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It's really sad and yeah it ticks me off too. Yeah it's doesn't always work out but you know what? You never know til you try. My pedi told me that he knew I would be able to breastfeed but if I needed formula he could get me a case free. I never needed to take him up on it . EBF for twins IS the best way and it CAN work out! My father was a twins and he was wet nursed because my grandma was told she couldn't nurse two. So sad .

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Old 01-04-2009, 04:28 AM
 
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I'm just chiming in, I think it is awesome when a mom nurses multiples! I play around on yahoo answers and there was mom on there EBF triplets and tandeming with a toddler!! I always wanted to tell her how awesome I thought she was she was doing, since most moms of twins dont try at all.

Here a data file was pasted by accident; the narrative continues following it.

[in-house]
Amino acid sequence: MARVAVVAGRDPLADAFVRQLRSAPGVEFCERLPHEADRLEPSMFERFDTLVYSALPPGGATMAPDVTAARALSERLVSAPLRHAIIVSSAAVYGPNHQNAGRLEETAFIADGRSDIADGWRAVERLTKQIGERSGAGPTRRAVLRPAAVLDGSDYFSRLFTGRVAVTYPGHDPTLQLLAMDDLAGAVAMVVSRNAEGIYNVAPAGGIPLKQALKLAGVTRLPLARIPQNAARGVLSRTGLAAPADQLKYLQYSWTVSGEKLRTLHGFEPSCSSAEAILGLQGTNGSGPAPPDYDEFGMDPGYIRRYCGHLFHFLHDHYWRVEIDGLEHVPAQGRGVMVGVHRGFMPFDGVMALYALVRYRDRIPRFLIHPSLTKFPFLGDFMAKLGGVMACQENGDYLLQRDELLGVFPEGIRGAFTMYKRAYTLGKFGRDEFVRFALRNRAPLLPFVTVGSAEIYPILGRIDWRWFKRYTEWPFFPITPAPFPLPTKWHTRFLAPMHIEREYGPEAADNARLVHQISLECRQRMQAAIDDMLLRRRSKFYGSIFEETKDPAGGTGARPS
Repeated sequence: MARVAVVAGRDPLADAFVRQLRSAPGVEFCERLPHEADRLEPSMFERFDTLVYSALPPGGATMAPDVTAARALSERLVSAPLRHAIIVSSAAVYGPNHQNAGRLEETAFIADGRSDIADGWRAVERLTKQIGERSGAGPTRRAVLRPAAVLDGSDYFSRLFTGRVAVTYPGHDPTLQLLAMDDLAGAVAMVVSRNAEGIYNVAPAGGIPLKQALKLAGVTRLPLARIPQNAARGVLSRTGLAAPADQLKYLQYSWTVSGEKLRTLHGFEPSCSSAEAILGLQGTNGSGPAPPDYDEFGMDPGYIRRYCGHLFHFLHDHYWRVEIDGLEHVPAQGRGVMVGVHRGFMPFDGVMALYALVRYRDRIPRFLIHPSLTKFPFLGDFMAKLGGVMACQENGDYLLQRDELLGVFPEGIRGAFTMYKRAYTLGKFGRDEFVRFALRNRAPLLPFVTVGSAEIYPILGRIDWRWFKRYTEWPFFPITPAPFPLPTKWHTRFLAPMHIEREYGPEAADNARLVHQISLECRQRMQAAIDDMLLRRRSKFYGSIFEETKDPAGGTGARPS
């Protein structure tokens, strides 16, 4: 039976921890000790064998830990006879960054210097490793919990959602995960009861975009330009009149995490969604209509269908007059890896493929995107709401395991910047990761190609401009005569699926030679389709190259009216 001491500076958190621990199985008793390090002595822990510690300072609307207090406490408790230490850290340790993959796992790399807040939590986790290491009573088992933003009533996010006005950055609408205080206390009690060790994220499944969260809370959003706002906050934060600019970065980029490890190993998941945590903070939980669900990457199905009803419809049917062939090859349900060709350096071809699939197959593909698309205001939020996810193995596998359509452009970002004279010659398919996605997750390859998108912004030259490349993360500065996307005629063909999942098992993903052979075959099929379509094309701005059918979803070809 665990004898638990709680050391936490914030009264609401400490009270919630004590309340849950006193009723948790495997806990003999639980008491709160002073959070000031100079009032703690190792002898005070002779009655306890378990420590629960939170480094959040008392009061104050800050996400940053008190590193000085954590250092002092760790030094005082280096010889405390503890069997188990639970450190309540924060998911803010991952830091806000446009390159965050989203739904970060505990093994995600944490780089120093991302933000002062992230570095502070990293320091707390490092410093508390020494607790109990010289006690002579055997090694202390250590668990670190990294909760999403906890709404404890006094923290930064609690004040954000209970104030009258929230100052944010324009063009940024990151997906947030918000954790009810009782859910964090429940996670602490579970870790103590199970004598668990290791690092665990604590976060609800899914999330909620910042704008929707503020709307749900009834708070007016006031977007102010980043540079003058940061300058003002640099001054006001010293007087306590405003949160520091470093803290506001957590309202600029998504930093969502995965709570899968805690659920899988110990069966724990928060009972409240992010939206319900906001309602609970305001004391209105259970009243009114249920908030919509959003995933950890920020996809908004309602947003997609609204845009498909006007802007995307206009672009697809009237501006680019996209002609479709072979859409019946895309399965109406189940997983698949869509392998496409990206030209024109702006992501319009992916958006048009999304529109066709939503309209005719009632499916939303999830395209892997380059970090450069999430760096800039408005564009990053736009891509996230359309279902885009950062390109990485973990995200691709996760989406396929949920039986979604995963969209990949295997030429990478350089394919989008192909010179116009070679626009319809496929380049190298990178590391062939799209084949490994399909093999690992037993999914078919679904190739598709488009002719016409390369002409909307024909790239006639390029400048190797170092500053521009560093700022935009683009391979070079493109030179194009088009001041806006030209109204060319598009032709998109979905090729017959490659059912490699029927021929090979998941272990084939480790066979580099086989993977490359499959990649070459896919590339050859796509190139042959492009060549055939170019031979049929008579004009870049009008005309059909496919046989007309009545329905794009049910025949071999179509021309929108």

I'm just tired of breast feeding misinformation in general! My dads fiance just had twins any they only made it about 2weeks EBF and at about three months were completely on formula... It wasn't so much bad twin advice but bad advice in general. Since I gave suggestions different from the Ped I was crazy and of course didn't know what I was talking about. :

Mama to Belly(5), homesteading in the desert with our chickens and sheep. Fish nerd, really into my reef tank. Baby due Sep 3rd!

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Old 01-04-2009, 06:45 AM
 
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It seems like sometimes with BF-ing, it's not even Misinformation, as much as no information that sabotages BF-ing. Like when people say "they weren't getting enough and were still hungry, so I supplemented". I don't think people realize that there are times they "don't get enough, but that's okay, b/c the baby will suck and suck and put the demand on the body to create the supply, and then the baby or babies WILL get enough. We are so freaked out by the idea of babies "not getting enough", even if it's one day. And of course, when supplemented, the baby isn't going to suck and suck on mama, and the body will think it's producing enough milk, until a vicious cycle is created. I always just try to talk a lot about BF-ing ---